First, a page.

Will Washington Be First to Hold CPCs Accountable?

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Will Washington Be First to Hold CPCs Accountable?

Amie Newman

Washington may become first in the nation to establish statewide regulation of "Limited Service Pregnancy Centers," ensuring women know exactly what they will - and won't - get when seeking care.

Late last week two bills with the potential to change the way “crisis pregnancy centers” are regulated were introduced in the Washington State Legislature. The Limited Service Pregnancy Center Accountability Act (SB 5274/HB 1366) targets “Limited Service Pregnancy Centers (LSPCs)” (also known as crisis pregnancy centers) for their historically deceitful practices in the state. Cities from Baltimore, MD to Austin, TX have passed laws regulating crisis pregnancy centers but with these bills Washington could become the first state in the country to regulate the centers statewide.

According to Legal Voice, a Washington State group which provides legal advocacy for women, and a key backer of the legislation, there are 46 such centers in 21 counties operating around the state. The centers pop up to offer “pregnancy care” to mostly lower-income women, with no health insurance. The centers target younger women seeking low-cost or free pregnancy testing, and unbiased pregnancy options or counseling. What women receive from the centers, however, is what the legislation aims to regulate.

The legislation, among other efforts, requires that LSPCs provide accurate information about the services offered. LSPCs generally provide pregnancy testing or, notes Legal Voice, “sometimes ultrasound imaging or sexually transmitted infection testing.”  Still, it hasn’t prevented the centers from positioning themselves as health care providers, luring women in under the guise of “pregnancy care” and then providing false or misleading information about reproductive health care in an effort to steer women away from choosing abortion as an option. To combat these efforts, the bills require centers to disclose that they do not “provide services or referrals for abortion or comprehensive birth control” or “medical care for pregnant women.” The legislation would further require the centers to provide pregnancy test results immediately; many such centers delay delivery of pregnancy test results in an effort to delay a decision to have an abortion, or to deny women the option of a safe, legal abortion completely.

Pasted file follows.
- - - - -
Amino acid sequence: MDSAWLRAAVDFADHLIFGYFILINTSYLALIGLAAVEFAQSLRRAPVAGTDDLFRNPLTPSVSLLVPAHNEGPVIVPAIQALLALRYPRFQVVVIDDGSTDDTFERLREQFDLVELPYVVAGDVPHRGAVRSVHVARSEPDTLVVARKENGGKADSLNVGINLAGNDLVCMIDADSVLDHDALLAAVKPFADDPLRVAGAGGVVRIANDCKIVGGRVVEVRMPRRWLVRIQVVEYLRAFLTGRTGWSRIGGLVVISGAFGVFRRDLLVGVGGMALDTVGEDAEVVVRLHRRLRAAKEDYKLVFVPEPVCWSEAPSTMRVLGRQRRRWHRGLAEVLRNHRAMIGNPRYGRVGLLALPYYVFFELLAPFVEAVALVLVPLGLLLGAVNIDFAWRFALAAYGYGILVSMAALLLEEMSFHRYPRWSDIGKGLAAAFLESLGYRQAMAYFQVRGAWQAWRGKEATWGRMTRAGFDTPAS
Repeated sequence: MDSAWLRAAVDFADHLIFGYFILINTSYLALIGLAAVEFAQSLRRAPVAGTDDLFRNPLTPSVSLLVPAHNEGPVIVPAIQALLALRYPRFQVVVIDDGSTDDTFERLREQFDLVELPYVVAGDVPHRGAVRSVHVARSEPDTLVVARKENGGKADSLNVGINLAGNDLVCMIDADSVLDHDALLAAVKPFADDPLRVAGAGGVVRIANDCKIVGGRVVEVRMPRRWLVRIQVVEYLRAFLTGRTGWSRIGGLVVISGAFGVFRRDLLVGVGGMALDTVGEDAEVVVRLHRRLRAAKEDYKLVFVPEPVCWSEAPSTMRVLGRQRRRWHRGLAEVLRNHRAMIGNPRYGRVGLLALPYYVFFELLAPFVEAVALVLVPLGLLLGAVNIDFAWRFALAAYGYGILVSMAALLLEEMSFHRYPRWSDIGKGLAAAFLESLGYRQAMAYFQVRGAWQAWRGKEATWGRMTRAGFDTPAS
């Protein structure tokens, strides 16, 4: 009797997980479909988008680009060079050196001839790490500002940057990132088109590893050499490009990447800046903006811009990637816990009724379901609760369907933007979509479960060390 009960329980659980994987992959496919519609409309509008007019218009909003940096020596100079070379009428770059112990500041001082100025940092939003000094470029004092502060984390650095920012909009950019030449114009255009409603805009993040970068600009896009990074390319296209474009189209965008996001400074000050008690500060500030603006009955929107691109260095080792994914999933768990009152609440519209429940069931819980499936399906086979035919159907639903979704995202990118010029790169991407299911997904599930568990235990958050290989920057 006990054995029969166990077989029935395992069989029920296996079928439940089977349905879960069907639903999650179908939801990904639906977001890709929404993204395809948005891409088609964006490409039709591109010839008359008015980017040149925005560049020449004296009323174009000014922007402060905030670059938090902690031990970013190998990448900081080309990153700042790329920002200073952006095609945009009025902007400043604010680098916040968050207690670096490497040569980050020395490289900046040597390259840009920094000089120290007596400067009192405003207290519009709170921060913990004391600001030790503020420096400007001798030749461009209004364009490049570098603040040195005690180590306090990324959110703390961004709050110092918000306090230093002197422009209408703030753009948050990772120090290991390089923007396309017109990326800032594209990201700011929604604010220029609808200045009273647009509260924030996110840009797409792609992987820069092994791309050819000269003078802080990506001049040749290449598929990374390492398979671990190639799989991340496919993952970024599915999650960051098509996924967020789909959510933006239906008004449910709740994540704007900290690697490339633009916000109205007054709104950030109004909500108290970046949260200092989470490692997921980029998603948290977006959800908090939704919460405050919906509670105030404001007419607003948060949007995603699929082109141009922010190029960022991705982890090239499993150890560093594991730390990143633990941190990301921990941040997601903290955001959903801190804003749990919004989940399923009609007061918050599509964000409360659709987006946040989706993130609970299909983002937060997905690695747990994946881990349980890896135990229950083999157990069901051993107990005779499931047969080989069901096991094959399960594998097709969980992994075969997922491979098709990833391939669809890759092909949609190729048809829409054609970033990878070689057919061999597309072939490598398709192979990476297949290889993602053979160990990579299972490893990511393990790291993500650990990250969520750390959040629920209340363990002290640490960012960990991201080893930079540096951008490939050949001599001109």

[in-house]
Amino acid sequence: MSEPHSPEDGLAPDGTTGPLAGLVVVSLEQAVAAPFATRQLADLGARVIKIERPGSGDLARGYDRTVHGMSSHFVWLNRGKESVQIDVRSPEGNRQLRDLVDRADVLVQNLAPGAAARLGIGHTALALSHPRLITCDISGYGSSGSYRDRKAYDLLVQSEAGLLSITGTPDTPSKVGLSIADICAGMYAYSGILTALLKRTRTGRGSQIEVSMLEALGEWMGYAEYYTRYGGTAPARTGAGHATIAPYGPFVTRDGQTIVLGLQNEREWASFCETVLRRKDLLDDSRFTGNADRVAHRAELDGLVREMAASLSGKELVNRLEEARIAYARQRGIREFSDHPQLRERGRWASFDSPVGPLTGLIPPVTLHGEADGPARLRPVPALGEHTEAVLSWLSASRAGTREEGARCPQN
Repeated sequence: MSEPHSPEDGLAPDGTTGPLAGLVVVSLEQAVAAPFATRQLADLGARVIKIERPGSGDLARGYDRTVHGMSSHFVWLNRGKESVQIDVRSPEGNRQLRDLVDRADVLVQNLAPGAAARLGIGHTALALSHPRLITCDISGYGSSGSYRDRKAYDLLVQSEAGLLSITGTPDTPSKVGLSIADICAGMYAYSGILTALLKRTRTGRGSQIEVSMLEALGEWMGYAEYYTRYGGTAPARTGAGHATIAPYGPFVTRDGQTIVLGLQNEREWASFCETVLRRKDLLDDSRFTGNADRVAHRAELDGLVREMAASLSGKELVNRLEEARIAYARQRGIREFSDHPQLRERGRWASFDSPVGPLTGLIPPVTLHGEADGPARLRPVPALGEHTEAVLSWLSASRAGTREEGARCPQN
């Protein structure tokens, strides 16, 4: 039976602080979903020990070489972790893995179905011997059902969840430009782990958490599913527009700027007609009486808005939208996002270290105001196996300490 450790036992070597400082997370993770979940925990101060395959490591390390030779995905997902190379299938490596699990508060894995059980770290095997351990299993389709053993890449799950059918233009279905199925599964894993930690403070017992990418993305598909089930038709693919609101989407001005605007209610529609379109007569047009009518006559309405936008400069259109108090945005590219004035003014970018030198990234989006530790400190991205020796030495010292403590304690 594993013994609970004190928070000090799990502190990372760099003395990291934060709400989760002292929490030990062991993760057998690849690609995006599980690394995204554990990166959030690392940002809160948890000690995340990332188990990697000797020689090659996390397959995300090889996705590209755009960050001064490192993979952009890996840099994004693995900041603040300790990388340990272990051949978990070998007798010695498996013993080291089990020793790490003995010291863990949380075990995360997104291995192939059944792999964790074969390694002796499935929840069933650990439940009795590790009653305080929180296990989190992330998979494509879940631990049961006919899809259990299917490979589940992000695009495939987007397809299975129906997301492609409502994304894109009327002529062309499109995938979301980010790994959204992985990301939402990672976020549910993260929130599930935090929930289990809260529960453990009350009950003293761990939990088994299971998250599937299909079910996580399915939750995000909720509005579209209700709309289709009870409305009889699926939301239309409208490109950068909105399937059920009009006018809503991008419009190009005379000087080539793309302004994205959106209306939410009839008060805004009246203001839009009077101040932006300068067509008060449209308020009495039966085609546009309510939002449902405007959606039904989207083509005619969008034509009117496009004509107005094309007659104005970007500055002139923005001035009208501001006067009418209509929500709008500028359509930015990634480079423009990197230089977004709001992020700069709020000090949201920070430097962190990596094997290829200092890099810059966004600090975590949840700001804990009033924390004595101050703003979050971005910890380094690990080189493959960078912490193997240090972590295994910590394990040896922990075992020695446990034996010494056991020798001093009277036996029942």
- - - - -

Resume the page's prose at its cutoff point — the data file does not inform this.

“A woman facing an unintended pregnancy needs to be able to count on some standards for any care she receives, no matter what reproductive choice she ultimately makes,” said Representative Judy Clibborn, the Prime House Sponsor of the bill.  “Delaying access to pregnancy test results and other personal health information only puts women’s health in jeopardy.”

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The bills also address the disturbing lack of assured medical privacy or access to medical records for the women who utilize the centers, by mandating that the centers may not share health information about women seeking care with any other person, entity or organization without express written permission from the patient first. Currently, LSPCs are under no obligation or mandate to keep women’s health and medical information private.